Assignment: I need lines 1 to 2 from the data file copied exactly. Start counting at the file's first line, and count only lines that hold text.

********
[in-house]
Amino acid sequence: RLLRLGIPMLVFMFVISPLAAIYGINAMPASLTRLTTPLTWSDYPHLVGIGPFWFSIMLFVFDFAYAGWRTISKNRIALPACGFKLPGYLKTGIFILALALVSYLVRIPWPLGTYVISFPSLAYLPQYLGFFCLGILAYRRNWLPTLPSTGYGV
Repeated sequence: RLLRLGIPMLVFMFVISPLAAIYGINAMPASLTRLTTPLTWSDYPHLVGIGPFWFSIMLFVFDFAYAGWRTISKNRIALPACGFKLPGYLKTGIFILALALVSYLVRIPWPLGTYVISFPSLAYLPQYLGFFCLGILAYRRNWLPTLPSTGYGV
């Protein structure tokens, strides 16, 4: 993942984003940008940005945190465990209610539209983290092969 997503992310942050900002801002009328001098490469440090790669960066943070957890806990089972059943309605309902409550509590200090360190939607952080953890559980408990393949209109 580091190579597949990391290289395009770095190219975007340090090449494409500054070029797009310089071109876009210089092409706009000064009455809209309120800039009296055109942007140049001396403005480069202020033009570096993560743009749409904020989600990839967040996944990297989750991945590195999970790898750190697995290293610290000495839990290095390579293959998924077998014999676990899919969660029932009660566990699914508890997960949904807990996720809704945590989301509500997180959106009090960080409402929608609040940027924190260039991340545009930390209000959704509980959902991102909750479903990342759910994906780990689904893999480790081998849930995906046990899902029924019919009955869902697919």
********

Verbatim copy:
[in-house]
Amino acid sequence: RLLRLGIPMLVFMFVISPLAAIYGINAMPASLTRLTTPLTWSDYPHLVGIGPFWFSIMLFVFDFAYAGWRTISKNRIALPACGFKLPGYLKTGIFILALALVSYLVRIPWPLGTYVISFPSLAYLPQYLGFFCLGILAYRRNWLPTLPSTGYGV